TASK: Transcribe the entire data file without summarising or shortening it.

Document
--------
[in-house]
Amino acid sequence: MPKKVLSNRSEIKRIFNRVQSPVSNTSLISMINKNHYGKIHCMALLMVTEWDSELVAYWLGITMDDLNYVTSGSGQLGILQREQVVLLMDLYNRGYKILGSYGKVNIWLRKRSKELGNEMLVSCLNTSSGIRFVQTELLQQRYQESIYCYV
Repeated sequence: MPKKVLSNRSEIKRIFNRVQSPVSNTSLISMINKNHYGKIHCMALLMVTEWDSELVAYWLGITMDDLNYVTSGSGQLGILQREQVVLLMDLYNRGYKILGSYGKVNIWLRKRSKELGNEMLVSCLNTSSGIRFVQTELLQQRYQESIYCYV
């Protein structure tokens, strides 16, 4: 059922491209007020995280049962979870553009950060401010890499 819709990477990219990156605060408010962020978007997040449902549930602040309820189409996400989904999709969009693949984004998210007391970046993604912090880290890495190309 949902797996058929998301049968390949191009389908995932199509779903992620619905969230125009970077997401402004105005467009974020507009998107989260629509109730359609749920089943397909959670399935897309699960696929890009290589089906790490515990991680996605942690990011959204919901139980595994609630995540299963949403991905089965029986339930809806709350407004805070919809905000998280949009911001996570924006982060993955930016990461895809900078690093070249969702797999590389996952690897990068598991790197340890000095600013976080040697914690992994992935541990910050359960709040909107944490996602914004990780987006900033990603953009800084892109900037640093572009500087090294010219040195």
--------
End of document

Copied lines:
[in-house]
Amino acid sequence: MPKKVLSNRSEIKRIFNRVQSPVSNTSLISMINKNHYGKIHCMALLMVTEWDSELVAYWLGITMDDLNYVTSGSGQLGILQREQVVLLMDLYNRGYKILGSYGKVNIWLRKRSKELGNEMLVSCLNTSSGIRFVQTELLQQRYQESIYCYV
Repeated sequence: MPKKVLSNRSEIKRIFNRVQSPVSNTSLISMINKNHYGKIHCMALLMVTEWDSELVAYWLGITMDDLNYVTSGSGQLGILQREQVVLLMDLYNRGYKILGSYGKVNIWLRKRSKELGNEMLVSCLNTSSGIRFVQTELLQQRYQESIYCYV
């Protein structure tokens, strides 16, 4: 059922491209007020995280049962979870553009950060401010890499 819709990477990219990156605060408010962020978007997040449902549930602040309820189409996400989904999709969009693949984004998210007391970046993604912090880290890495190309 949902797996058929998301049968390949191009389908995932199509779903992620619905969230125009970077997401402004105005467009974020507009998107989260629509109730359609749920089943397909959670399935897309699960696929890009290589089906790490515990991680996605942690990011959204919901139980595994609630995540299963949403991905089965029986339930809806709350407004805070919809905000998280949009911001996570924006982060993955930016990461895809900078690093070249969702797999590389996952690897990068598991790197340890000095600013976080040697914690992994992935541990910050359960709040909107944490996602914004990780987006900033990603953009800084892109900037640093572009500087090294010219040195």